Though always presenting problems, polling is an especially thorny issue during an election year, whether carried out by individual candidates, political parties, PACS, newspaper/TV combines or any other of the usual suspects. After the nation had been thoroughly poll-erized in 2000, rumor had it that another poll was taken in Miami-Dade and Broward Counties in Florida to determine if the populace thought the Marines should invade Cuba to rescue Elian Gonzalez, the Cuban boy who had been returned to his father in June 2000 after making it to the U.S. in late 1999. The poll, overwhelmingly in favor, seemed to have been conducted only among those who complained about not getting to vote for president in November because they had produced hanging chads or no chads at all. Such a poll was demographically weighted, claimed a bevy of social engineers at Harvard (though others made more uncomplimentary suggestions), but the whole thing pointed to corruption in the process of polling.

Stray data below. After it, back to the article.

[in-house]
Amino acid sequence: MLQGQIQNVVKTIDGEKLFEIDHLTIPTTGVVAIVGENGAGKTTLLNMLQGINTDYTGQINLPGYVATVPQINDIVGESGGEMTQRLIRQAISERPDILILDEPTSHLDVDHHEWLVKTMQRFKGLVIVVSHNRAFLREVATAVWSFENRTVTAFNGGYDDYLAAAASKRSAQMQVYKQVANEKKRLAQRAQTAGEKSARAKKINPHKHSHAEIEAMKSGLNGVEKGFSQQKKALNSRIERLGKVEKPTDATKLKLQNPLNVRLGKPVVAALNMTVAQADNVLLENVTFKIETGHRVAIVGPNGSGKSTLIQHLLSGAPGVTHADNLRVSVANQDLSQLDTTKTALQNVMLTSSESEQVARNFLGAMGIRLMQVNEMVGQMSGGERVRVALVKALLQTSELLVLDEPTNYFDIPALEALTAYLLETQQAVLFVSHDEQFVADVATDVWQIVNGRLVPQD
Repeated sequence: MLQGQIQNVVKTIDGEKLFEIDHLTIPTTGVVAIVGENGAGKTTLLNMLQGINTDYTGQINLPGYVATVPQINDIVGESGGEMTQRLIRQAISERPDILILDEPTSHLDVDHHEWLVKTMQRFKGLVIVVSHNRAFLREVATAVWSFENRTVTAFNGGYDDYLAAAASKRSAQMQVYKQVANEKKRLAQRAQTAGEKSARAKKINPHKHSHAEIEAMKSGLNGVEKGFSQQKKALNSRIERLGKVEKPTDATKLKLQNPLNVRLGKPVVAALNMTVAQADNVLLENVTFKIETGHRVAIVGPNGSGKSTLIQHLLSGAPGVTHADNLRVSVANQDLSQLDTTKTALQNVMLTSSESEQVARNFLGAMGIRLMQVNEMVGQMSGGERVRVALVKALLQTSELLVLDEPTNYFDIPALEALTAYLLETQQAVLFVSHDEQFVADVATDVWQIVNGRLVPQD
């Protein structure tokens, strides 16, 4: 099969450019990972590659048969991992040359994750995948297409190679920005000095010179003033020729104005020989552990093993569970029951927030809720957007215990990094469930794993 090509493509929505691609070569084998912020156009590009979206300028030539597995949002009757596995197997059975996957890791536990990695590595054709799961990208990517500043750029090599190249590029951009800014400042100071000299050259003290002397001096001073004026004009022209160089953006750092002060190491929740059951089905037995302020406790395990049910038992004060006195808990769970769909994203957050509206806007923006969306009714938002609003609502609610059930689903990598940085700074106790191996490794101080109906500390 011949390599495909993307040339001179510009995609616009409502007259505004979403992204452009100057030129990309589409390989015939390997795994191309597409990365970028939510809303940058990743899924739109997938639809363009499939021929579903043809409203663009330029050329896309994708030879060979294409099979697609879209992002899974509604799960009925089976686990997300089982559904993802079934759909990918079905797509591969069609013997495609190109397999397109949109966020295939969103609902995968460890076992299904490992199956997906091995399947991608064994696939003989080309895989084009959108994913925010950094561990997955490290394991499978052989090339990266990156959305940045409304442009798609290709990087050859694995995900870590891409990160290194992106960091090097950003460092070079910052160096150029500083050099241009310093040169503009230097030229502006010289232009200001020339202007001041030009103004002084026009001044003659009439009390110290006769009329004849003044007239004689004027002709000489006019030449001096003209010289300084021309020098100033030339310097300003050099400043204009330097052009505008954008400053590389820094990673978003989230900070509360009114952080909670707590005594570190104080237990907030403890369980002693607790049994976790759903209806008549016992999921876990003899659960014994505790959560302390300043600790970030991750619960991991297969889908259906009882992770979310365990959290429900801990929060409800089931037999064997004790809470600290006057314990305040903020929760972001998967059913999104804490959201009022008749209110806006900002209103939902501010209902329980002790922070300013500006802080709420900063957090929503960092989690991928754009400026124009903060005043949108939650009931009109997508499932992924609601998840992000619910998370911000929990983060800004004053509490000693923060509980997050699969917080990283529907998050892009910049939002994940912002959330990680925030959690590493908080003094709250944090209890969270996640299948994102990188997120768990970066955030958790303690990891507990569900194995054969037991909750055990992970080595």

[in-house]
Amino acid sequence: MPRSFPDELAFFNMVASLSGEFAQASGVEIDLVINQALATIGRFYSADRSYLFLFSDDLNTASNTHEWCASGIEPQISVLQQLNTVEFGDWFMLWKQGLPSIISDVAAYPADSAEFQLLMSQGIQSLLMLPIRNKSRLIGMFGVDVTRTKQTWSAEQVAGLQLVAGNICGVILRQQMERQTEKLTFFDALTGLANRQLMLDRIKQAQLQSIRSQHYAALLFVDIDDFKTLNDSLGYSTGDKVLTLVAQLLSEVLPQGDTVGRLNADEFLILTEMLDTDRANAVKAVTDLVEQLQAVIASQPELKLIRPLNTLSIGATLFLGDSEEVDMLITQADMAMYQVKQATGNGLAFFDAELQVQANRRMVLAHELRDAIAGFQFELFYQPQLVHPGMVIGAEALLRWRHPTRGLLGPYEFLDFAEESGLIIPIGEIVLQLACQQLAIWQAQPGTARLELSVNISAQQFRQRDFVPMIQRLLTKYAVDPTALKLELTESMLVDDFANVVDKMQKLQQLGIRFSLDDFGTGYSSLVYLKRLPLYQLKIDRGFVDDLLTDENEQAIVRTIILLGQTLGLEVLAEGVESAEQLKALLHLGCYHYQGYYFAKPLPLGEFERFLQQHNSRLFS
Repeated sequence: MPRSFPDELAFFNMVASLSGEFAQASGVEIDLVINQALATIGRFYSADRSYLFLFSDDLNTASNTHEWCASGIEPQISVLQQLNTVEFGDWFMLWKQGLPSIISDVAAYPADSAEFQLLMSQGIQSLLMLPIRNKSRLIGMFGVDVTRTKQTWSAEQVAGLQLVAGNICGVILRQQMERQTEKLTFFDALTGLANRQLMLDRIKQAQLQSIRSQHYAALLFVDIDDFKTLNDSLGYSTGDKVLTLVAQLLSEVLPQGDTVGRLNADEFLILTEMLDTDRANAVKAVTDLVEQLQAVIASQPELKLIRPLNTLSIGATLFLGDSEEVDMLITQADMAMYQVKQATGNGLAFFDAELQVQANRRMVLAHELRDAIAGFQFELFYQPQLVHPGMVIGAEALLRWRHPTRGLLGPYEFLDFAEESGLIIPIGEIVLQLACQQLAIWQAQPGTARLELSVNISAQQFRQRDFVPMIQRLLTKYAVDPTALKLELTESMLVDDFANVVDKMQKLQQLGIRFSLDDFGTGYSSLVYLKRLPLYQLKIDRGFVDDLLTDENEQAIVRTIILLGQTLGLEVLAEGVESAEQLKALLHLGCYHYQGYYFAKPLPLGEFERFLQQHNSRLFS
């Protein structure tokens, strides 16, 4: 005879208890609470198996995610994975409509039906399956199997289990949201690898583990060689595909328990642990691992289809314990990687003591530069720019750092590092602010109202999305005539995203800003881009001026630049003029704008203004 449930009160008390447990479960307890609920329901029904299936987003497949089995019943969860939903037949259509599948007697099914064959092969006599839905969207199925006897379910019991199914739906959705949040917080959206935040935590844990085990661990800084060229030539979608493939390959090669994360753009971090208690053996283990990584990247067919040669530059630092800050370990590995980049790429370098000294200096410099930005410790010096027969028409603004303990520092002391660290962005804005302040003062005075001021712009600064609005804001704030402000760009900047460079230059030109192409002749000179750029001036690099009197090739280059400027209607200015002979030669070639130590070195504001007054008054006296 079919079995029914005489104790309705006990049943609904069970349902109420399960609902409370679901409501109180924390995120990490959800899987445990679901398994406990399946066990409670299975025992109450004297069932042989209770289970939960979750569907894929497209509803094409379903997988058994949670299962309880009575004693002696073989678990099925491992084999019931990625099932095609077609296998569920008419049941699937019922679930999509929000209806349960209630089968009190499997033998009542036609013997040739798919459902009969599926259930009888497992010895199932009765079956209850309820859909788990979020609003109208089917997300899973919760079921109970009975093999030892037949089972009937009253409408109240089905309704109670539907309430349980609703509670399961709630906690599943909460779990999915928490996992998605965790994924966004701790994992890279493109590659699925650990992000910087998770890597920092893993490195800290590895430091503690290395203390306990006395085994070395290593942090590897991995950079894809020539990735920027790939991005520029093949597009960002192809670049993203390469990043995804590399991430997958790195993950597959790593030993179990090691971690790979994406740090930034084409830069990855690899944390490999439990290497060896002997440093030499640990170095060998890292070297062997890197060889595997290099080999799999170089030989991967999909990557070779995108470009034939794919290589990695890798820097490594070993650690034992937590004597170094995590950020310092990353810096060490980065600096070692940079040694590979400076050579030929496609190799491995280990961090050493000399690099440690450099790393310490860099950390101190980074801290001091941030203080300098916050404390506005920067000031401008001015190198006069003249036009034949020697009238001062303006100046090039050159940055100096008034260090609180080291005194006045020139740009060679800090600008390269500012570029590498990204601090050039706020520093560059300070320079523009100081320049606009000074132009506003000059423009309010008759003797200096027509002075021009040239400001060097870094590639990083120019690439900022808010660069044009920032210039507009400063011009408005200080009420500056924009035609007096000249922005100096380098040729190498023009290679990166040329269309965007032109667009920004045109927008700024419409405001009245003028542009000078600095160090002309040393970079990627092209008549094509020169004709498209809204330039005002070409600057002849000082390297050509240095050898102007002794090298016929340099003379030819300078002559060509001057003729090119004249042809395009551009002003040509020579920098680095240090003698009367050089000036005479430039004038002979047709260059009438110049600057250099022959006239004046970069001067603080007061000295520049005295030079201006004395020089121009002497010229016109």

Ever watchful concerning corruption, the Senate Ethics Committee, thought by many to need watching itself, held a hearing on the matter recently and questioned a number of the nation's polling gurus, even the one from Chicago who claimed a poll of his proved that most of the citizens of Chicago thought Lake Michigan should be renamed Lake Al Capone. Close examination by the committee staff of the witness's tabulation, however, indicated that half of those said to have responded were actually dead and most of the rest in jail. This was the last straw for the committee, so legislation was suggested to regulate the polling industry, if not ban it altogether. A poll of the Capitol custodians was taken to decide who should submit appropriate legislation, and the majority favored Senator Jeffords, since, according to most of them, Jeffords, after polling Vermont in 2001 three months after taking office (actually mostly the office staff of then-governor Howard Dean), interpreted the results to mean that he should drop out of the Republican Party and throw Senate control to the democrats, or face losing his seat six years hence.